by Anna Sheehan
Success is a strange room to suddenly find
yourself in. Having spent all my life amidst the
crocodile swamps on the front lawn of the
publishing industry mansion Ė or occasionally
huddling, loose leaf papers in hand on the front
porch, waiting for the butler to let me into the
entry foyer Ė I got used to being an outcast.
Itís a well-worn path. The front porch is
littered with the abandoned manuscripts of those
who came before and left unsatisfied. The swamp
is also littered with dire warning signs of
those who never made it to the porch:
"Impossible," "Commercial sellouts," and (my
personal favorite), "A waste of time."
But, those who dodge the crocodiles and the
nay-sayers, who patiently wait out the
interminable time between Query and Acceptance,
doggedly beginning the journey again when the
answer, inevitably, is "no," will eventually
find that front door opened. The inhabitants of
the mansion will peep out the window and see you
patiently waiting. Perhaps, as in my case,
theyíll realize, "Iíve seen her out there
before, havenít I?" Youíll catch an agentís eye,
or an editorís heart, and suddenly there you
will be, in the foyer, awaiting further
And then your path changes. Beginning again isnít such an arduous
journey. You have a friend in that mansion, and your agent or editor
has shown you the back door, where there are no crocodiles, and you
donít have to wait for the butler to let you in.
So where to go now?
The initial excitement after getting that first paycheck makes
perfect sense. Itís a bit like winning the lottery. But after that
thereís a continual potential for more. Your role in the world
changes. In my case, I am no longer the mad eccentric living in my
motherís garage, a drain on the countryís resources and full of pipe
dreams. Suddenly I am an "Author." Everyoneís opinion of me has
changed. Iím no longer, "playing on the computer." Suddenly everyone
says Iím, "working." Discussing characters or plot problems are no
longer "going on and on" but "problem-solving." All those books I
buy year after year are no longer "a waste of space." They become,
"market research." And those writerís conferences? Theyíre not a
self-indulgent waste of time and money. Suddenly theyíre an
important marketing resource, and a vital outreach to my fellow work
But I am still the same. It is not me or my writing that has
changed. It is the world around me.
So now I am writing for a purpose, rather than just indulging in
pipe dreams. Now I have a goal and a place in the mansion, and
wasting my time with something I know isnít commercial is just that
Ė a waste of my valuable time. Before, both the stories that were
commercial and the stories that werenít were on the same page. Now,
they canít be. Granted, I can pass off something silly as a
"writing exercise," or "structure research," but basically, this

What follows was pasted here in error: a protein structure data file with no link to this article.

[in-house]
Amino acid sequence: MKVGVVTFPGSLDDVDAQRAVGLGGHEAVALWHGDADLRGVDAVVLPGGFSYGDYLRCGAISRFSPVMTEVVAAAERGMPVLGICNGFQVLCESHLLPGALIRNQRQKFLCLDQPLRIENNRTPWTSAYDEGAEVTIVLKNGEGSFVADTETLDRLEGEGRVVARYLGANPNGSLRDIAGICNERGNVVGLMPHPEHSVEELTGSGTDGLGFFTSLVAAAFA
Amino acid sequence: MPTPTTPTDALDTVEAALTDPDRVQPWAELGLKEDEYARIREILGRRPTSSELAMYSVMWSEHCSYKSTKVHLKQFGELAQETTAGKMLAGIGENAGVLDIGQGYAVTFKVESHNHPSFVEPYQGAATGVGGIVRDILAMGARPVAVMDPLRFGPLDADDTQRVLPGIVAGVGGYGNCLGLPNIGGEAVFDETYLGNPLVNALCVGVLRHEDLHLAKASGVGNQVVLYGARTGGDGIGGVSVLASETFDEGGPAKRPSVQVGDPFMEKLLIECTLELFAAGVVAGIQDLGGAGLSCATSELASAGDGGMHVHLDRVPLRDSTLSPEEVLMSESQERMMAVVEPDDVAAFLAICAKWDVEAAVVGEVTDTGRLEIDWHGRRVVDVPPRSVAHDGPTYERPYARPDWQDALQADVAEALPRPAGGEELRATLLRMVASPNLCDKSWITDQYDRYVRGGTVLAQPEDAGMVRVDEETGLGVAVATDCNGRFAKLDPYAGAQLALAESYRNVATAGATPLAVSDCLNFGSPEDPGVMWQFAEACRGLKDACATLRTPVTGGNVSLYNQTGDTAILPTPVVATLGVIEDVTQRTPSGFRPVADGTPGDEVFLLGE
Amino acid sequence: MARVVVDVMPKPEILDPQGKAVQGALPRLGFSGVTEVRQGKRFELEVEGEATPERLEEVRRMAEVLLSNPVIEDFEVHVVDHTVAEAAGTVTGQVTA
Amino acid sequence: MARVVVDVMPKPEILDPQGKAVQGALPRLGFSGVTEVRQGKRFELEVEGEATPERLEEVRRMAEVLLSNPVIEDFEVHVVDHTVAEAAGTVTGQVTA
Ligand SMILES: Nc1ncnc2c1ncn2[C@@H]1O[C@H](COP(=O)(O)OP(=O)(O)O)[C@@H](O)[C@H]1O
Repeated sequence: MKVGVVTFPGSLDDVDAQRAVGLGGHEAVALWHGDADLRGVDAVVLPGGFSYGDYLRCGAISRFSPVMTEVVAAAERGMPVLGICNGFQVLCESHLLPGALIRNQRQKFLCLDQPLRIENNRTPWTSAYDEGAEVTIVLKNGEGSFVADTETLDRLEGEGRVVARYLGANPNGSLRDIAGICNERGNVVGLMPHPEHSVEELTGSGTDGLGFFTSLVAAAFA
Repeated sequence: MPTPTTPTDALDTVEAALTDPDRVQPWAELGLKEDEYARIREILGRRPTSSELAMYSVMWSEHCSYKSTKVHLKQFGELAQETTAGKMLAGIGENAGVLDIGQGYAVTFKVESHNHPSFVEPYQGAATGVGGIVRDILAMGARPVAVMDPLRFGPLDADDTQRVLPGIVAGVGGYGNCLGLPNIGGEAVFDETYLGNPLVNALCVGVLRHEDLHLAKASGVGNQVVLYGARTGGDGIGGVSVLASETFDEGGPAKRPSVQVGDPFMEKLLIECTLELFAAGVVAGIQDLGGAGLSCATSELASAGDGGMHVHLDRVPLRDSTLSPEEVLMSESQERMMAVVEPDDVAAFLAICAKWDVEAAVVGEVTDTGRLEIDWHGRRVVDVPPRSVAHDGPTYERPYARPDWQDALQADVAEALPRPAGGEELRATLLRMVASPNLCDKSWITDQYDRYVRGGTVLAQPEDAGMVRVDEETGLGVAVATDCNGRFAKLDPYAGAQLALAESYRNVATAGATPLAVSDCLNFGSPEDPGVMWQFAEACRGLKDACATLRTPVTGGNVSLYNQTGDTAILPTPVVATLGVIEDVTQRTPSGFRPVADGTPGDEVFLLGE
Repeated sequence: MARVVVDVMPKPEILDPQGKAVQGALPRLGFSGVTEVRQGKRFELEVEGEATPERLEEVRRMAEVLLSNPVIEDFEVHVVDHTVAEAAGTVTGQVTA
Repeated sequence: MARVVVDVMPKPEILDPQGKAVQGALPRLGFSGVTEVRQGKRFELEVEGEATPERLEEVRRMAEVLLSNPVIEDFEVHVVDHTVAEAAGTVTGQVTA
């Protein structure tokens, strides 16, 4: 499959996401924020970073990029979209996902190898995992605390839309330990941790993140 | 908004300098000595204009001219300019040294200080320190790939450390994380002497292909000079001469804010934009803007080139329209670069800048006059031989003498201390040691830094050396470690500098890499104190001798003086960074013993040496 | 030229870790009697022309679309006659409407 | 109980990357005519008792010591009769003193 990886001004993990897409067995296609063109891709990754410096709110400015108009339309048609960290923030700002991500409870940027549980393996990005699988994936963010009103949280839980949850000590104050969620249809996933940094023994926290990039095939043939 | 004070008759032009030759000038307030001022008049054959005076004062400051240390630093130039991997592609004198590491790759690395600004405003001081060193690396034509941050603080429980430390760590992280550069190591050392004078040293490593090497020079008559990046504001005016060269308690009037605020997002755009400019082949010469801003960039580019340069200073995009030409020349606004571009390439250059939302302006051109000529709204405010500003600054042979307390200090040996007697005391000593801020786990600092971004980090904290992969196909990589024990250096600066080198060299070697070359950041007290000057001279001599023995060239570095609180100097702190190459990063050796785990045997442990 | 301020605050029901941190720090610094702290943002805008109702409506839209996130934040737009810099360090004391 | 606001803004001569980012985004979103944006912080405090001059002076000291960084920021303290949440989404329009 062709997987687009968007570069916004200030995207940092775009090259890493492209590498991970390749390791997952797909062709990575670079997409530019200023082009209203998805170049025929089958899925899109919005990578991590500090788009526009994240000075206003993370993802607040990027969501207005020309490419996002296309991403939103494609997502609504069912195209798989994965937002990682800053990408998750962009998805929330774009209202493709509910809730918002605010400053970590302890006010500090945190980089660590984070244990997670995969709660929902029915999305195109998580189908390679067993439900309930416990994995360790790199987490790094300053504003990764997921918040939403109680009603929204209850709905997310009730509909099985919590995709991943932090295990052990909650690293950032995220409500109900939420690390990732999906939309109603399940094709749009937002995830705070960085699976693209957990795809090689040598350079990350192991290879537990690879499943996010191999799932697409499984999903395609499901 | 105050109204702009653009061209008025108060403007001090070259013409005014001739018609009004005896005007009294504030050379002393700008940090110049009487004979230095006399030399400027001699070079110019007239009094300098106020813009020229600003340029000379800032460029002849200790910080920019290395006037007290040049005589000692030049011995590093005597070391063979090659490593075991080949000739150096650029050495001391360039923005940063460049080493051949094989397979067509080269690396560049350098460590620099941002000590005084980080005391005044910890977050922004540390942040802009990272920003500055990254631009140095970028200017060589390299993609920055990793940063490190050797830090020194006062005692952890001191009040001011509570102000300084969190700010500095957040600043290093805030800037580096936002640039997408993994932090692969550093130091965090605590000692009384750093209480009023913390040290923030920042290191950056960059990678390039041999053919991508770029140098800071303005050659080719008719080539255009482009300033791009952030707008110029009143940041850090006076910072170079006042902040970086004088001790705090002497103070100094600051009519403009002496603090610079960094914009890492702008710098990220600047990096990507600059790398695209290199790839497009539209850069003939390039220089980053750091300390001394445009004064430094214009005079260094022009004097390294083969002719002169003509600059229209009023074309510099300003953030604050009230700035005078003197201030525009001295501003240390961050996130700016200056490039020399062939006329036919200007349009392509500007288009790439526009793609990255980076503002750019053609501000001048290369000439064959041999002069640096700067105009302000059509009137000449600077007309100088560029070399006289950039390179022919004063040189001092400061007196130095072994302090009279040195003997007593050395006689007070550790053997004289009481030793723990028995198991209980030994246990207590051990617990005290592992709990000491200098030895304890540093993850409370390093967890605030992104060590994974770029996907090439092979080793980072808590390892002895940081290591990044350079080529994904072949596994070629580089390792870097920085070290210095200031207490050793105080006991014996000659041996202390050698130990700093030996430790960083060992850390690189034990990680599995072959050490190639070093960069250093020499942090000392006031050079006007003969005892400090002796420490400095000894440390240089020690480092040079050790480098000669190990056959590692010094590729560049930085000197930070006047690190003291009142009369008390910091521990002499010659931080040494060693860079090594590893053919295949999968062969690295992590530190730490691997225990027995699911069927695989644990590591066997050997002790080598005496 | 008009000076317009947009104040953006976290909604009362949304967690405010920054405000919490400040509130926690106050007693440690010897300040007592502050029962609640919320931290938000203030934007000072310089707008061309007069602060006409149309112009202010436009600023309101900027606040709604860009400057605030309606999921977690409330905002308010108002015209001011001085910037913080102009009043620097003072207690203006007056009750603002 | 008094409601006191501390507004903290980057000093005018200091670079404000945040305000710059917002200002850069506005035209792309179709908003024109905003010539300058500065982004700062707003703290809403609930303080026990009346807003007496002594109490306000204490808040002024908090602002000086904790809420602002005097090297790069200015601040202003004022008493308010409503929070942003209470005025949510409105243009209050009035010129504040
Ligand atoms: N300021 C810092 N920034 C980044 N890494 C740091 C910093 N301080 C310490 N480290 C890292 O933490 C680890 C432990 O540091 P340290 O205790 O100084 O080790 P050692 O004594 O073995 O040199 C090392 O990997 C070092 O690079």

isnít a game anymore. Because everyone says it isnít.
Donít get me wrong Ė Iím in heaven. This is where Iíve always wanted
to be, and Iím thrilled to be here. But I didnít realize the
difference between being "inside" and being "outside." The
difference isnít in me. Itís in everyone else.
There are a thousand different rooms in this mansion. Though Iím
well through the front door, I have yet to find my own room in it. I
have a lot of corridors and chambers to explore. But I look out
those windows all the time. I see those still slogging through the
swamp, or waiting patiently on the porch for that final, glorious
acceptance, and invitation inside. I wish I could reach out and tell
them they might as well already be here, and that being in isnít
really so very different from being out.
Itís very strange to find myself standing inside the industry I have
always watched from afar. All the research in the world canít
prepare you for it. But I find I have to remind myself why Iím
writing. Now that Iím "legitimate" everyone else has their own
ideas, and they are trying to impose them on me.
I am not writing for that prestigious title of "Author."
I am not writing for the justification of all my hard work.
I am now an official "author." But that does not mean I am now
writing with a "legitimate excuse."
And I am certainly not writing for the money.
So why am I doing it?
I am writing for the same reason I faced all those crocodiles and
waited on that porch for my next inevitable rejection. I am writing
because I write. It is who I am and what I do. Nothing has changed.
If I was still wasting my time, reading books and playing on the
computer when I should have been being "more productive," Iíd still
So, my agent expects another book in a few months. Iím almost done.
But I think Iíll write something silly for myself, before I finish.
Itís structure research. Itís legitimate. Honest.
Just a little something to feed to those crocodiles.
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Anna Sheehan is the author of A Long Long Sleep
(Candlewick, 2011) You can find her at